Stasys Jukna

Boolean Function Complexity: Advances and Frontiers


Computational complexity theory is the study of the inherent hardness or easiness of computational tasks. Research in this theory has two main strands.

One of these strands---structural complexity---deals with high-level complexity questions: is space a more powerful resource than time? Does randomness enhance the power of efficient computation? Is it easier to verify a proof than to construct one? So far we do not know the answers to any of these questions; thus most results in structural complexity are conditional results that rely on various unproven assumptions, like P!=NP.

The second strand---concrete complexity or circuit complexity---deals with establishing lower bounds on the computational complexity of specific problems, like multiplication of matrices or detecting large cliques in graphs. This is essentially a low-level study of computation; it typically centers around particular models of computation such as decision trees, branching programs, boolean formulas, various classes of boolean circuits, communication protocols, proof systems and the like. This line of research aims to establish unconditional lower bounds, which rely on no unproven assumptions.

This book is about the life on the second strand---circuit complexity---with a special focus on lower bounds. It gives self-contained proofs of a wide range of unconditional lower bounds for important models of computation, covering many of the gems of the field that have been discovered over the past several decades, right up to results from the last year or two. More than twenty years have passed since the well-known books on circuit complexity by Savage (1976), Nigmatullin (1983), Wegener (1987) and Dunne (1988) as well as a famous survey paper of Boppana and Sipser (1990) were written. I feel it is time to summarize the new developments in circuit complexity during these two decades.

The book is mainly devoted to mathematicians wishing to get an idea of what is actually going on in this one of the hardest, but also mathematically cleanest fields of computer science, to researchers in computer science wishing to refresh their knowledge about the state of art in circuit complexity, as well as to students wishing to try their luck in circuit complexity.

I have highlighted some of the most important proof arguments for circuit lower bounds, without trying to be encyclopedic. To keep the length of the book within reasonable limits, I was forced to focus on classical circuit models---results on their randomized or algebraic versions receive less attention here. Also, I often compromise the numerical tightness of results in favor of clarity of argument. My goal is to present the ``big picture'' of existing lower bound methods, in the hope that the reader will be motivated to find new ones. More than 40 open problems, marked as Research Problems, are mentioned along the way. Most of them are of a combinatorial or combinatorial-algebraic flavor and can be attacked by students with no background in computational complexity.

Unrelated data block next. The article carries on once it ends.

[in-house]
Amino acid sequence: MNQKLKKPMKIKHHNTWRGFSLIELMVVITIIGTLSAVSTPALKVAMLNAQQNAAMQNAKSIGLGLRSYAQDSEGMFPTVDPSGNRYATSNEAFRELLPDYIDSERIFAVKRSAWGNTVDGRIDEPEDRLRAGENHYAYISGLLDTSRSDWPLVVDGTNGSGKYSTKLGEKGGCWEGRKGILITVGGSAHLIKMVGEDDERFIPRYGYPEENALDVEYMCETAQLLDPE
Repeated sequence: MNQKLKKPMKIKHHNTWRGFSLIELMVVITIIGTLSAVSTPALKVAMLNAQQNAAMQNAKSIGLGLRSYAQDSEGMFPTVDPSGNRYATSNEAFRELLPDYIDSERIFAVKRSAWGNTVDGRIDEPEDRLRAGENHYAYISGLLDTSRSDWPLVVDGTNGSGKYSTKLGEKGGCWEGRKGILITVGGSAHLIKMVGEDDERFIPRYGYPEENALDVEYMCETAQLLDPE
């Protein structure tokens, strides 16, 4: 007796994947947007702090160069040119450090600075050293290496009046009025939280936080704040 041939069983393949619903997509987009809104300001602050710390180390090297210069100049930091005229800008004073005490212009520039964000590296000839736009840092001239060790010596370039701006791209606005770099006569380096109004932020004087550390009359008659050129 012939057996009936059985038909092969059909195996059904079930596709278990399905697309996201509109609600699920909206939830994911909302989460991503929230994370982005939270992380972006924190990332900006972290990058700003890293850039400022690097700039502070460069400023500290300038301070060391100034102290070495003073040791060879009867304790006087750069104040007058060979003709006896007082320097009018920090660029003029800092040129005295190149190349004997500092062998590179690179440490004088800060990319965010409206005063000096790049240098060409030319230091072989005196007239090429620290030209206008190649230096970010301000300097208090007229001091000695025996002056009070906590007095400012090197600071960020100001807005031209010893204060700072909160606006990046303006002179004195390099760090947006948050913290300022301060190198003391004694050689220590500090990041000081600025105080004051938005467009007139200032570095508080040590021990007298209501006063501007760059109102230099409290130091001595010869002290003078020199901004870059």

The book is meant to be approachable for graduate students in mathematics and computer science, and is self-contained. The text assumes a certain mathematical maturity but no special knowledge in the theory of computing. For non-mathematicians, all necessary mathematical background is collected in the appendix of the book. As in combinatorics or in number theory, the models and problems in circuit complexity are usually quite easy to state and explain, even for the layperson. Most often, their solution requires a clever insight, rather than fancy mathematical tools.

I am grateful to Miklos Ajtai, Marius Damarackas, Andrew Drucker, Anna G\'al, Sergey Gashkov, Dmitry Gavinsky, Jonathan Katz, Michal Koucky, Matthias Krause, Andreas Krebs, Alexander Kulikov, Meena Mahajan, Igor Sergeev, Hans Ulrich Simon, Gy"orgy Tur'an, and Sundar Vishwanathan for comments and corrections on the draft versions of the book. Sergey Gashkov and Igor Sergeev also informed me about numerous results available only in Russian.

I am especially thankful to Andrew Drucker, William Gasarch, Jonathan Katz, Massimo Lauria, Troy Lee, Matthew Smedberg, Ross Snider, Marcos Villagra, and Ryan Williams for proofreading parts of the book and giving very useful suggestions concerning the contents. Their help was crucial when putting the finishing touches to the manuscript. The strong commitment of Andrew Drucker in organizing these final touches and proofreading more than a half of the book by himself cannot be acknowledged well enough. All remaining errors are entirely my fault. My sincere thanks to Georg Schnitger for his support during my stay in Frankfurt. Finally, I would like to acknowledge the German Research Foundation (Deutsche Forschungsgemeinschaft) for giving an opportunity to finish the book while working within the grant SCHN~503/5-1.

My deepest thanks to my wife, Daiva, and my daughter, Indre, for their patience.


Frankfurt am Main/Vilnius, August 2011

Return to the home page of the book